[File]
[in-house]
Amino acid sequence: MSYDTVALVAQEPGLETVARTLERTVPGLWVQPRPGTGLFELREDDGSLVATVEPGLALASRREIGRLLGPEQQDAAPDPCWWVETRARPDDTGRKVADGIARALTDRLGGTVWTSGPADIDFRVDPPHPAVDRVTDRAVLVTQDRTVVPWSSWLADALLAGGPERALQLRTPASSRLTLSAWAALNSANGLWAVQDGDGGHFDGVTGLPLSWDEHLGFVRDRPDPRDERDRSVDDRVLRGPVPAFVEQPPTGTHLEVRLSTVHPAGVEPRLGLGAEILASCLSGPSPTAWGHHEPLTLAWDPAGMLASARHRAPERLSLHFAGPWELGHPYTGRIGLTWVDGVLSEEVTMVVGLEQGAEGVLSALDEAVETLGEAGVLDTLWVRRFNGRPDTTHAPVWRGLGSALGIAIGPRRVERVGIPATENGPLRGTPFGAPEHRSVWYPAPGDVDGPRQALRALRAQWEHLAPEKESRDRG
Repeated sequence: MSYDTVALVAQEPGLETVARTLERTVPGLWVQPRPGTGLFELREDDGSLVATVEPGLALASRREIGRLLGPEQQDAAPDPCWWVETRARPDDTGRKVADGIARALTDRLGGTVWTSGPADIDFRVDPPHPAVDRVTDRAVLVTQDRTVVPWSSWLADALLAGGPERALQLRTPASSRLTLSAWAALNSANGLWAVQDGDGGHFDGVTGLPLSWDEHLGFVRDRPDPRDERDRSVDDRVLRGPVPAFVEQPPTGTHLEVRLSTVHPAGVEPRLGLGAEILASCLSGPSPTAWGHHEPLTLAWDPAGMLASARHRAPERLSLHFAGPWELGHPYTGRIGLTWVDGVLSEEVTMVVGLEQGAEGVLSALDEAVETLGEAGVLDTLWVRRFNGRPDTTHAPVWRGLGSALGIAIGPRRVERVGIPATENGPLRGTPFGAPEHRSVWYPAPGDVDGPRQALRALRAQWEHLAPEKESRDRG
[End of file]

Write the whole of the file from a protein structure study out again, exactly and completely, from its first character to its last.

[in-house]
Amino acid sequence: MSYDTVALVAQEPGLETVARTLERTVPGLWVQPRPGTGLFELREDDGSLVATVEPGLALASRREIGRLLGPEQQDAAPDPCWWVETRARPDDTGRKVADGIARALTDRLGGTVWTSGPADIDFRVDPPHPAVDRVTDRAVLVTQDRTVVPWSSWLADALLAGGPERALQLRTPASSRLTLSAWAALNSANGLWAVQDGDGGHFDGVTGLPLSWDEHLGFVRDRPDPRDERDRSVDDRVLRGPVPAFVEQPPTGTHLEVRLSTVHPAGVEPRLGLGAEILASCLSGPSPTAWGHHEPLTLAWDPAGMLASARHRAPERLSLHFAGPWELGHPYTGRIGLTWVDGVLSEEVTMVVGLEQGAEGVLSALDEAVETLGEAGVLDTLWVRRFNGRPDTTHAPVWRGLGSALGIAIGPRRVERVGIPATENGPLRGTPFGAPEHRSVWYPAPGDVDGPRQALRALRAQWEHLAPEKESRDRG
Repeated sequence: MSYDTVALVAQEPGLETVARTLERTVPGLWVQPRPGTGLFELREDDGSLVATVEPGLALASRREIGRLLGPEQQDAAPDPCWWVETRARPDDTGRKVADGIARALTDRLGGTVWTSGPADIDFRVDPPHPAVDRVTDRAVLVTQDRTVVPWSSWLADALLAGGPERALQLRTPASSRLTLSAWAALNSANGLWAVQDGDGGHFDGVTGLPLSWDEHLGFVRDRPDPRDERDRSVDDRVLRGPVPAFVEQPPTGTHLEVRLSTVHPAGVEPRLGLGAEILASCLSGPSPTAWGHHEPLTLAWDPAGMLASARHRAPERLSLHFAGPWELGHPYTGRIGLTWVDGVLSEEVTMVVGLEQGAEGVLSALDEAVETLGEAGVLDTLWVRRFNGRPDTTHAPVWRGLGSALGIAIGPRRVERVGIPATENGPLRGTPFGAPEHRSVWYPAPGDVDGPRQALRALRAQWEHLAPEKESRDRG